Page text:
For Patients & Caregivers
Neem has anticancer effects. More studies are needed to test its effects in humans.
Neem is an herb that is used as food, in traditional medicine for skin conditions, and for stomach ailments. It is also used as a disinfectant against pests and parasites. Some lab studies show that neem extracts have anticancer activities by inhibiting cancer cell growth. However, there are no human studies showing it to be an effective cancer treatment.
Adverse reactions caused by neem oil have been reported in both children and adults.
A small study found neem bark extract effective in reducing stomach acid secretion without any adverse effects. More studies are needed in humans.
In vitro studies show neem can inhibit cancer cell growth. It has not been studied as a treatment for cancer.
Neem extract has been shown to increase CD4+ cell count and bodyweight in a small number of HIV+ volunteers.
Neem can reduce oral plaque and bacterial count. It is used as mouth rinse in traditional medicine.
Neem oil has been used externally against pests and lice.
- Vomiting, drowsiness, diarrhea, and seizures associated with coma have been reported.
- Allergic contact dermatitis.
- Acute contact dermatitis were observed on the scalp and face of a patient following use of neem oil for loss of hair.
- Poisoning and neurotoxicity reported in a 35-year-old woman following consumption of a neem-based pesticide, requiring intensive medical care with mechanical ventilation.
For Healthcare Professionals
Azadirachta indica or neem is a tree prevalent in South Asia. The bark, leaves, flowers, and seeds have been utilized as food and medicine for centuries. In Ayurvedic medicine, neem is used externally for skin conditions, internally for gastrointestinal ailments, and for oral hygiene. Currently, many forms of neem extracts are marketed as dietary supplements.
Neem has antimicrobial activity and is used against a wide range of pests and parasites (1). It is effective against lice (2) and has antiretroviral activity (5). Neem also reduces plaque and decreases oral bacterial counts (3), but data are conflicting (4). A neem bark extract was found to exhibit anti-secretory and anti-ulcer properties (6). Neem may also be effective in the treatment of cholera and diarrhea (7).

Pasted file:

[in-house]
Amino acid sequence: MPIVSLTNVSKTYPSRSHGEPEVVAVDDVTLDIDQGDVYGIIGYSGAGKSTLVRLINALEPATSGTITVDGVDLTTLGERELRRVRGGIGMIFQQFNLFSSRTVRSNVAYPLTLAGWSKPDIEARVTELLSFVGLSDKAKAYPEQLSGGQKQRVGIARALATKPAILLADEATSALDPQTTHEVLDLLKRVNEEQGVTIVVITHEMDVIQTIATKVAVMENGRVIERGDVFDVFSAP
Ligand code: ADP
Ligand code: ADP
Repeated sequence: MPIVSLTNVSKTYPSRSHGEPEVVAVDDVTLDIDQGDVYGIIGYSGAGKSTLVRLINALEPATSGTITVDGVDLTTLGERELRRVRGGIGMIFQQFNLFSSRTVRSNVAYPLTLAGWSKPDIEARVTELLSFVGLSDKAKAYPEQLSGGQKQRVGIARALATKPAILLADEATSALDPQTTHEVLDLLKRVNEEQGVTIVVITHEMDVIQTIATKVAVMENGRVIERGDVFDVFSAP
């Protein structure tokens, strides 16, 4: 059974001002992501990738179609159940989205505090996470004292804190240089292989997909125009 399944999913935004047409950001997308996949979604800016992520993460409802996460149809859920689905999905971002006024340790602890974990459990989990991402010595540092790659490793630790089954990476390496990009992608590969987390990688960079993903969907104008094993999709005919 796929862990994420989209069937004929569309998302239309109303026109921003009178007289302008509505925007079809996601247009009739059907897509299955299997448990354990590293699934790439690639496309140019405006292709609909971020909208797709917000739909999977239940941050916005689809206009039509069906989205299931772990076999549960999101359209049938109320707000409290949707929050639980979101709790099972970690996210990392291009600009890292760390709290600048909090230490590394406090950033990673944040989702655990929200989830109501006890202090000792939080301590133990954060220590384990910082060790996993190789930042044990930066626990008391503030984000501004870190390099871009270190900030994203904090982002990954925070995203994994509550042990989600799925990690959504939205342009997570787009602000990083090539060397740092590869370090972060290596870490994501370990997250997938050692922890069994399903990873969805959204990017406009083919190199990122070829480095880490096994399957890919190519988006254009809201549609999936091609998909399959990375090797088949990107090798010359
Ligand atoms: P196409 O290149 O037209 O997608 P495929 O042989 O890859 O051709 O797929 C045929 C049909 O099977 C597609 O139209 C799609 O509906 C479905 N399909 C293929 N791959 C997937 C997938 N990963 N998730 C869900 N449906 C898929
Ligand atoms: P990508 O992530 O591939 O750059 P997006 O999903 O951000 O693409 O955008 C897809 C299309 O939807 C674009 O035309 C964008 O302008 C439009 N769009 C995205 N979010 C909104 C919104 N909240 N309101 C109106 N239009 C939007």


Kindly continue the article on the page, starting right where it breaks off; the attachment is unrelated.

A few studies have examined the anticancer potential of neem. An ethanolic extract of neem leaves reduced the incidence of chemical-induced gastric tumors in mice (9), and neem-treated monocytes induced apoptosis in cervical (10) and prostate cancer cells (11). Neem also showed chemopreventive effects in animal models (12). However, human data are lacking.
The ulcer-healing properties of nimbidin from neem seeds are attributed to the stearic and palmitic acid components (14). Anti-ulcer effects are believed to be via the inhibition of the proton pump, H+- K+- ATPase, to control the secretion of hydrochloric acid, inhibition of gastric mucus depletion, and prevention of oxidative mucosal damage (6).
Azadirachta in neem has pestical activity due to its growth-regulating properties, reducing levels of the insect hormone ecdysone (14).
Neem induces cell death in prostate cancer cells by decreasing the levels of Bcl-2, an anti-apoptotic protein. Neem-treated monocytes induce apoptosis in cervical cancer cells by increasing levels of caspases 3, 8 and 9, interferon (IFN-gamma), and by decreasing tumor necrosis factor (TNF-alpha) (10). Neem also acts as an antiretroviral agent via inhibition of viral invasion of host cells (5).
Oral administration of neem oil resulted in severe poisoning in children. Vomiting, drowsiness and diarrhea have also been reported. In most serious cases, seizures associated with coma have occurred (8).
- Vomiting, drowsiness, diarrhea, tachypnea with acidotic respiration, polymorphonuclear leukocytosis, encephalopathy, and seizures associated with coma following oral administration of neem (8).
- Allergic contact dermatitis (15).
- Acute contact dermatitis on the scalp and face of a patient following use of neem oil for alopecia (16).
- Poisoning with features of neurotoxicity in a 35-year-old woman following consumption of a neem-based pesticide, requiring intensive medical care with mechanical ventilation (17).